On the 413’s needs, Gonzalez said Patrick instructed his cabinet to hold meetings out here and to interact with area residents. Gonzalez learned about the region’s needs and its suspicions of Boston. He championed expanding broadband Internet access, an ever-unfinished goal in the commonwealth’s hinterlands.
“Many people in Western Mass feel Boston doesn’t care about them, isn’t interested in their issues,” he said. He observed the commonwealth’s occident has “gotten shafted for decades when it comes to transportation.”
“I’ll be your governor as much as anybody else’s,” Gonzalez assured.
Later, at a West Springfield Democratic Town Committee meeting, transportation came up specifically. Democratic State Committee member Dan Kelly asked Gonzalez about East-West rail.
“It could be a gamechanger,” he said. Though he declined to commit to it without knowing if he could deliver on it. Gonzalez said he would be meeting that night with local rail supporters.
Gonzalez’s critique of Baker, conspicuously rare among Bay State Democrats, featured prominently. He panned the governor’s veto of Senator Eric Lesser’s East-West rail study last year.
“We need leadership right here in Massachusetts,” he told Westside Democrats, his voice rising to slightly Patrick-esque occasionally. “There are consequences to his lack of leadership.”
Gonzalez admitted that Baker had not sold himself as a grand visionary. Rather, Baker promised to be a manager. But the recurrent budget crises seemingly upended that claim. With a growing economy—which has cooled this year—Gonzalez said this was unacceptable, noting he managed the budget during the recession.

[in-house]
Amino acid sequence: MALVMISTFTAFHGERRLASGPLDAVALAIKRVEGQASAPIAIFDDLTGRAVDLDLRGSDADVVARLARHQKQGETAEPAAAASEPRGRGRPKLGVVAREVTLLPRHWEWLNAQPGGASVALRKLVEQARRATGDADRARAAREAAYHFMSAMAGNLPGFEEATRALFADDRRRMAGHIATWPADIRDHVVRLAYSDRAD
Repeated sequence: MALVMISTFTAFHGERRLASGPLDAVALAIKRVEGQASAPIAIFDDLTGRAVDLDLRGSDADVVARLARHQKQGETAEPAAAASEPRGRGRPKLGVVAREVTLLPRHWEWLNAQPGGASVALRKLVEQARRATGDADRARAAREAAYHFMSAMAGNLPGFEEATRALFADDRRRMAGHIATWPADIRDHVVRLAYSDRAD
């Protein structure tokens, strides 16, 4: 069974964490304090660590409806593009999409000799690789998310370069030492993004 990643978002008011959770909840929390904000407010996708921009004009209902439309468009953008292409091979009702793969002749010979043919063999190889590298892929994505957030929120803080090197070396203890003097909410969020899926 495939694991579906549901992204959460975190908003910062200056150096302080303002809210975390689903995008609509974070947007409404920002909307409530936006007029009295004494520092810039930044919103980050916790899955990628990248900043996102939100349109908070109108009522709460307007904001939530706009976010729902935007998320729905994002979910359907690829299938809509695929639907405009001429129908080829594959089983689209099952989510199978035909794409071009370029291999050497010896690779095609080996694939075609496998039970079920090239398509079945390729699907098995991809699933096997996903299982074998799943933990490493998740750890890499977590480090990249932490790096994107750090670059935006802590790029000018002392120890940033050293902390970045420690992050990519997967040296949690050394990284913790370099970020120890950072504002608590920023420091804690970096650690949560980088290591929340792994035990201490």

Speaking to WMassP&I, he concurred with US Senator Elizabeth Warren’s critique of Baker not forcefully opposing national Republicans’ healthcare repeal enough. Indeed, Gonzalez sees a pattern. He pointed to Baker’s timidity on Syrian refugees, transgender rights—he signed the bill, but out of public view—and even the confederate flag.
“It is really important that people in Massachusetts know that their governor is there for them,” Gonzalez aid. “On the policy and symbolically.”
A touch of lofty rhetoric and an aspirational pitch evoke Patrick’s tenure. But Gonzalez will have to contend with good and bad from his former boss’s tenure—or at least the part during which he served. Gonzalez observed he was not Patrick, although proud of his accomplishments in Patrick’s administration.
Some in labor have grumbled about Gonzalez’s role in collective bargaining changes for municipal workers’ healthcare. Not backing off the issue, he observed labor backed the final bill.
“During a really hard time,” he said of working with labor generally, “I think if you ask the head of the state employee unions, they would say I was fair.” Gonzalez added, “I think we need unions now more than ever.”
But Patrick’s legacy may not be the immediate hurdle. Baker and his heady, if possibly fragile polling numbers are.
Gonzalez told WBUR, a Boston public radio station, Election Day 2018 is a long way away. There is time to challenge Baker’s tenure on the merits and cut into his support, he assured.
The national political mood looms large, too. While Massachusetts voters do distinguish between federal and state officials, electoral tides have swept out popular pols before. How a rising left flexes its muscles could sink or sustain any of the Democratic gubernatorial candidacies.
Gonzalez, who has held office as a town meeting member, is still at the introductory phase, however.
While speaking to West Springfield Democrats, he recalled driving a United States Senator around Ohio, John Glenn, for what would be his last reelection bid. It was a mind-blower for the then-21 year-old Gonzalez “that this guy in Friendship 7 orbiting the earth was sitting in my Ford Tempo.”
The anecdote was apt. After all, Gonzalez must himself reach beyond Baker’s stratospheric approval ratings to secure a more earthly seat in the State House.